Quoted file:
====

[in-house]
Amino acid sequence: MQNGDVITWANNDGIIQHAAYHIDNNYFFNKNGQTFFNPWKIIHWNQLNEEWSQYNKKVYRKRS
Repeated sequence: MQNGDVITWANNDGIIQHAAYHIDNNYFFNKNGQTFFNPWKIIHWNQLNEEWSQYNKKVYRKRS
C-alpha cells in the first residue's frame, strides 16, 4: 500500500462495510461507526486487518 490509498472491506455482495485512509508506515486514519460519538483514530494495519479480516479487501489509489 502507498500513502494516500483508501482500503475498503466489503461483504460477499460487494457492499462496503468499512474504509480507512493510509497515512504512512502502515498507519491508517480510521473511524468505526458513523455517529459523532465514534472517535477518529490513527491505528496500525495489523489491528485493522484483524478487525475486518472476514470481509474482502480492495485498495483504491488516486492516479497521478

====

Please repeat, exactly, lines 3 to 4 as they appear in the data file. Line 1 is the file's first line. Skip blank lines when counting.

Repeated sequence: MQNGDVITWANNDGIIQHAAYHIDNNYFFNKNGQTFFNPWKIIHWNQLNEEWSQYNKKVYRKRS
C-alpha cells in the first residue's frame, strides 16, 4: 500500500462495510461507526486487518 490509498472491506455482495485512509508506515486514519460519538483514530494495519479480516479487501489509489 502507498500513502494516500483508501482500503475498503466489503461483504460477499460487494457492499462496503468499512474504509480507512493510509497515512504512512502502515498507519491508517480510521473511524468505526458513523455517529459523532465514534472517535477518529490513527491505528496500525495489523489491528485493522484483524478487525475486518472476514470481509474482502480492495485498495483504491488516486492516479497521478